Cardiac CT Angiography
In This Page:
- Need to Know
- Nice to Know
- Why is This Exam Done?
- What Will Happen During the Exam?
- How Should I Prepare?
- What are the Benefits and Risks?
- Where Can I Get This Exam?
A CT scan, or CAT scan, is a common term for computerized tomography, a painless diagnostic imaging test that displays two and three dimensional images of internal structures of the body on a computer screen. CT scans can be taken of areas many of the body including the chest, abdomen and brain. The images come from the reflection of x rays off tissues of varying densities.
Cardiac computed tomography (CT) angiography, is an exam that uses x-rays to take clear, detailed pictures of the heart. This exam is used to look for problems in the heart.
Need to Know
Nice to Know
Why is This Exam Done?
Cardiac CTA is a common exam for detecting or diagnosing problems with your heart including:
- Calcium buildup in the walls of the coronary arteries. Calcium in the coronary arteries may be an early sign of coronary heart disease, also known as coronary artery disease.
- Coronary Heart Disease. If contrast dye is used during Cardiac CTA, it helps highlight the coronary arteries on the x-ray images. This can show whether the coronary arteries are narrowed or blocked, which could cause a heart attack.
- Problems with heart function and heart valves.
- Blood clots in the lungs (Pulmonary Embolism)
- Problems in the pulmonary veins. The pulmonary veins carry blood from the lungs to the heart. Problems with these veins may lead to atrial fibrillation, an irregular heart rhythm.
- Pericardial disease. This is a disease that occurs in the pericardium, the sac around your heart.
What Will Happen During the Exam?
Before undergoing the procedure, you may be asked to change into a gown and remove metallic objects, such as jewelry and dentures, which may interfere with the image quality of the exam. You will be asked to fill out a brief medical history sheet.
Always inform the technologist doing the exam if you think you may be pregnant.
If your exam requires IV contrast, an intravenous line will be established prior to the exam. If you are more than 65 years old or if you have kidney disease, a simple blood test will have to be obtained first.
During your Cardiac CTA scan, an x-ray machine will move around your body in a circle. The machine will take a picture of each part of your heart.
A computer will assemble the pictures to make a three-dimensional (3D) picture of the whole heart. Sometimes a contrast dye is injected into one of your veins during the scan. The contrast dye travels through your blood vessels, which helps highlight them on the x-ray pictures.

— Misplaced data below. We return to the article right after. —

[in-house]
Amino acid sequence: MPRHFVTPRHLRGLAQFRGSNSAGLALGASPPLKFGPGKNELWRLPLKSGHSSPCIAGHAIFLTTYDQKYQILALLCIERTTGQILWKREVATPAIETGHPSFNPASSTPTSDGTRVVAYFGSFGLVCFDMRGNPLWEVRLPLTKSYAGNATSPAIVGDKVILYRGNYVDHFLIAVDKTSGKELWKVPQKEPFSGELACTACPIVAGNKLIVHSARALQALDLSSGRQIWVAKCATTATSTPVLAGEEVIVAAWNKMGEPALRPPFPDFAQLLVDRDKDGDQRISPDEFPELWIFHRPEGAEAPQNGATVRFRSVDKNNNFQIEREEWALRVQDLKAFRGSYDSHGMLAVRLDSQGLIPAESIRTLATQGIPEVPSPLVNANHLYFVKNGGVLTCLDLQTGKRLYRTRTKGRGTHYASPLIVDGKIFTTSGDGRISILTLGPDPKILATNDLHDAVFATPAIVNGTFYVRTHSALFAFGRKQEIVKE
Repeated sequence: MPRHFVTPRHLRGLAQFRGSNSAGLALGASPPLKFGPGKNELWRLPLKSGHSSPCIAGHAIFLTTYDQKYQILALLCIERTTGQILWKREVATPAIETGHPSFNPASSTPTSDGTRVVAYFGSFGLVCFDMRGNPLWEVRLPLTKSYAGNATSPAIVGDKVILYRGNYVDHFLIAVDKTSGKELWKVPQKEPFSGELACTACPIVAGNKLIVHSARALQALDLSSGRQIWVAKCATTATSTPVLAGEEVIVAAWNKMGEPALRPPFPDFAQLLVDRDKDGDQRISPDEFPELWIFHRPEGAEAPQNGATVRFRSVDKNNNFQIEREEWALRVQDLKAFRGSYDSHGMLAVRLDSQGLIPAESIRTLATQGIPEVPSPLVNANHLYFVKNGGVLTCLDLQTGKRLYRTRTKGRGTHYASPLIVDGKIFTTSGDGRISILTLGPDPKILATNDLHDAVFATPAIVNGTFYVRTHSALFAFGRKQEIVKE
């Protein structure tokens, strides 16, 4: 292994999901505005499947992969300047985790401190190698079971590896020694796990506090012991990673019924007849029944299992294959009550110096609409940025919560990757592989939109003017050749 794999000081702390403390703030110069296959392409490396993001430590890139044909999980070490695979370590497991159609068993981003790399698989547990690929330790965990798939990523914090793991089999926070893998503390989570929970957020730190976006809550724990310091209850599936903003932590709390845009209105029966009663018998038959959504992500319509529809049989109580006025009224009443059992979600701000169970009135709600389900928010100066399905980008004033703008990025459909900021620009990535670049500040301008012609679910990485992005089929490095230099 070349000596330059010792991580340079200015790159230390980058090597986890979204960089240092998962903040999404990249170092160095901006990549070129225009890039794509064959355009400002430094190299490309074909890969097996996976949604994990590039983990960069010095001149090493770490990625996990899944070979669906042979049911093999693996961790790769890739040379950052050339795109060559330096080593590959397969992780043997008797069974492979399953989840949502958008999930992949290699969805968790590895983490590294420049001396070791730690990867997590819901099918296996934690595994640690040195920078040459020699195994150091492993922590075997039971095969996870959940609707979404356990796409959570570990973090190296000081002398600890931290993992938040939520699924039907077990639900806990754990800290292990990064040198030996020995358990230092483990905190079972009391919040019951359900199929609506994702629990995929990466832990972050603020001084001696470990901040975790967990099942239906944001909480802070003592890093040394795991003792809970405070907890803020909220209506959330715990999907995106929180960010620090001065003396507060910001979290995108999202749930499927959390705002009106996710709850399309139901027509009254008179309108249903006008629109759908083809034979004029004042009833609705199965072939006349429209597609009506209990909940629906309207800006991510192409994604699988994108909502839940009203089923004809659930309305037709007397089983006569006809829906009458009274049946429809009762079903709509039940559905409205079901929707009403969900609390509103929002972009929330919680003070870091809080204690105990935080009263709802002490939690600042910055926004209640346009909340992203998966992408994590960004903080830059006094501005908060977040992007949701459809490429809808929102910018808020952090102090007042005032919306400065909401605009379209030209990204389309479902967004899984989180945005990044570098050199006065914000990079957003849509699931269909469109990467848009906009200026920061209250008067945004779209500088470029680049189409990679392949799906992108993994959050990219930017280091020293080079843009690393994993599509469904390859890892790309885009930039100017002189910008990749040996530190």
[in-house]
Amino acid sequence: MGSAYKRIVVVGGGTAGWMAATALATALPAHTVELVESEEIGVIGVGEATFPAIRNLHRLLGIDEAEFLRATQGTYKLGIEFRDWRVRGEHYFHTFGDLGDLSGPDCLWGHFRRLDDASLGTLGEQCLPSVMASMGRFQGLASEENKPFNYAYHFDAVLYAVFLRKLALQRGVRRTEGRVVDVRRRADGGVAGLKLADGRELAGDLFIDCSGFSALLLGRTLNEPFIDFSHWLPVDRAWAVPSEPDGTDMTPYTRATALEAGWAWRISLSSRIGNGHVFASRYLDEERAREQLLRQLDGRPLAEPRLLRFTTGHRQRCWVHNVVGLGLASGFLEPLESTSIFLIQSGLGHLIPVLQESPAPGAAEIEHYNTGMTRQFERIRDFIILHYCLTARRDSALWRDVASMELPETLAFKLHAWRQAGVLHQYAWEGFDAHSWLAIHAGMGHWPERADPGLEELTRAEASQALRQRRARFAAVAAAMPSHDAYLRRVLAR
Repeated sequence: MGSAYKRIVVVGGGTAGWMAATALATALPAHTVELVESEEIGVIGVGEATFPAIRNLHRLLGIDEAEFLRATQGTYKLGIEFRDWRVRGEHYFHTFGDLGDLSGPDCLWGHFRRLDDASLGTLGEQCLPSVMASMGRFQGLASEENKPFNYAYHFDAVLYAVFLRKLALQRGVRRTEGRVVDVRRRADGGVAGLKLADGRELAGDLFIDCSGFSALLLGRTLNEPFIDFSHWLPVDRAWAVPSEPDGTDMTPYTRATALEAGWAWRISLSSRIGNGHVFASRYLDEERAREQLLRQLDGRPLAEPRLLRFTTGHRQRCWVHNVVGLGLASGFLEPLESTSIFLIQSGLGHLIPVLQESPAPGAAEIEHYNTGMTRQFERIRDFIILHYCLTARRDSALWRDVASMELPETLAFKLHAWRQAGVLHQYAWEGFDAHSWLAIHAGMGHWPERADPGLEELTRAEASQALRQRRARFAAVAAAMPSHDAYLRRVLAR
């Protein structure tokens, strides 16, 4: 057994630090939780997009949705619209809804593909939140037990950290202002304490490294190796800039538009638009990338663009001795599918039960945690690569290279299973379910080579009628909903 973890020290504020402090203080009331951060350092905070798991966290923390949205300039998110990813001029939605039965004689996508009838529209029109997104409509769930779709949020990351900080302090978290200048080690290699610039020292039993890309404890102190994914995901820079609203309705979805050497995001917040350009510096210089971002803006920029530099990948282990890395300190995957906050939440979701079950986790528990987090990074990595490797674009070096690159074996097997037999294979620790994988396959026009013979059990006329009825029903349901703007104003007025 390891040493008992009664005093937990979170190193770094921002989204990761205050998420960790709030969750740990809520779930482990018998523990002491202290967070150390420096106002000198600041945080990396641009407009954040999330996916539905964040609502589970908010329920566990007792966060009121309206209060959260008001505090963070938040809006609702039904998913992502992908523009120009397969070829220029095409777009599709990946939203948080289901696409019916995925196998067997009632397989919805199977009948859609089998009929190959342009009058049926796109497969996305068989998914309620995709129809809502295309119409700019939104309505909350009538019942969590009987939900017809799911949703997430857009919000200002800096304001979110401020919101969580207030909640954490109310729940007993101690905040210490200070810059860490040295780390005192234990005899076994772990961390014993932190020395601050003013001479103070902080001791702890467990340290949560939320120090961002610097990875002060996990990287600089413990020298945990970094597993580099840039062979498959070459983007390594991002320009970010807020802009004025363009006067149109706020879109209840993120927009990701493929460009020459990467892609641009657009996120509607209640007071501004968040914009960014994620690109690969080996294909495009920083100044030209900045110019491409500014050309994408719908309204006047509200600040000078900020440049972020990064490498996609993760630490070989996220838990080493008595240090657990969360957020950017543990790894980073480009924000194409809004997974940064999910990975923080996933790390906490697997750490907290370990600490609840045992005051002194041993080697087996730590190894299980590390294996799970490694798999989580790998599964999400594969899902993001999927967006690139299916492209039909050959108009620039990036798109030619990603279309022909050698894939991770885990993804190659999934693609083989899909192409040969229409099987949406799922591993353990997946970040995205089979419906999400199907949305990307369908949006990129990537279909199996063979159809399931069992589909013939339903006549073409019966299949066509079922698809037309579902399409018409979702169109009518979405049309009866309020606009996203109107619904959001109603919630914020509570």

The CT scan time itself is only a few minutes on our state-of-the-art scanners. You should allow 30 minutes for the entire procedure. The highly skilled technologist will bring you into the CT scan room where you will lie down on the comfortable, padded exam table. The technologist will leave the room, but you will be able to see him/her the entire time and they will be in communication with you through a speaker in the observation/control area.
The scanner will not make contact with your body. The scanner does make some noise but it is not loud. The exam table you are lying on may move slightly to make adjustments for a better view. It is important for you to lie very still, and you may be asked to briefly hold your breath as the pictures are taken.
How Should I Prepare?
What To Wear
Please dress in comfortable clothing. If you are wearing jewelry or anything else that might interfere with your exam, we will ask you to remove it.
Please take all the medications that have been prescribed to you by your doctor. Let our staff know what medications you have taken prior to your exam.
Food and Drink
You should not eat solid foods for two hours prior to your test. You may, however, drink plenty of clear fluids, such as water and broth. You may also drink black decaffeinated coffee or tea.
What Are the Benefits and Risks?
The benefits of Cardiac CTA:
- Cardiac CTA can help detect blot clots and heart disease or problems at an early stage so that you may get the most appropriate care and treatment.
Risks you should be aware of:
- Because x-rays are used during CT scanning, the body is exposed to radiation. As an ACR (American College of Radiology) accredited organization, our staff ensures minimal exposure. Radiation doses are very small, but they can potentially damage cells.
Patients that may be unsuited for a CT scan include patients who:
- Are pregnant
- Have an allergy to contrast dye;
- Have unstable vital signs; and
- Are claustrophobic